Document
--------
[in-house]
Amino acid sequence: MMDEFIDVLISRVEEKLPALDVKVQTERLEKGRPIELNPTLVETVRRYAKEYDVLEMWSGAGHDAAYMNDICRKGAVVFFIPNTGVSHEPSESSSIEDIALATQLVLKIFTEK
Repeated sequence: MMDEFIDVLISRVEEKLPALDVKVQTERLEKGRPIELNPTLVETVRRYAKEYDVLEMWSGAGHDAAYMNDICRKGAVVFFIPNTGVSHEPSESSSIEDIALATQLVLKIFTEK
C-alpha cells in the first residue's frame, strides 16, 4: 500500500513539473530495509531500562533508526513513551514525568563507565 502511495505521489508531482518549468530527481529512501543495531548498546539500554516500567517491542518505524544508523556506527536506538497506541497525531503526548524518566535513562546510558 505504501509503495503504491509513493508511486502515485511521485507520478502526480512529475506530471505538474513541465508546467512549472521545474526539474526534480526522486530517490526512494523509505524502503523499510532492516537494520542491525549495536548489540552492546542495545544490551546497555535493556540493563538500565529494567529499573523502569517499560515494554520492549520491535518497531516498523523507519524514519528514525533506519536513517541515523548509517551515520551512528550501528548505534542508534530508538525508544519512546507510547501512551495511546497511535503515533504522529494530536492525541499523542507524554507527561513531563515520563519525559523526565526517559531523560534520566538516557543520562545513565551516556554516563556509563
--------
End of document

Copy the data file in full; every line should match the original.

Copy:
[in-house]
Amino acid sequence: MMDEFIDVLISRVEEKLPALDVKVQTERLEKGRPIELNPTLVETVRRYAKEYDVLEMWSGAGHDAAYMNDICRKGAVVFFIPNTGVSHEPSESSSIEDIALATQLVLKIFTEK
Repeated sequence: MMDEFIDVLISRVEEKLPALDVKVQTERLEKGRPIELNPTLVETVRRYAKEYDVLEMWSGAGHDAAYMNDICRKGAVVFFIPNTGVSHEPSESSSIEDIALATQLVLKIFTEK
C-alpha cells in the first residue's frame, strides 16, 4: 500500500513539473530495509531500562533508526513513551514525568563507565 502511495505521489508531482518549468530527481529512501543495531548498546539500554516500567517491542518505524544508523556506527536506538497506541497525531503526548524518566535513562546510558 505504501509503495503504491509513493508511486502515485511521485507520478502526480512529475506530471505538474513541465508546467512549472521545474526539474526534480526522486530517490526512494523509505524502503523499510532492516537494520542491525549495536548489540552492546542495545544490551546497555535493556540493563538500565529494567529499573523502569517499560515494554520492549520491535518497531516498523523507519524514519528514525533506519536513517541515523548509517551515520551512528550501528548505534542508534530508538525508544519512546507510547501512551495511546497511535503515533504522529494530536492525541499523542507524554507527561513531563515520563519525559523526565526517559531523560534520566538516557543520562545513565551516556554516563556509563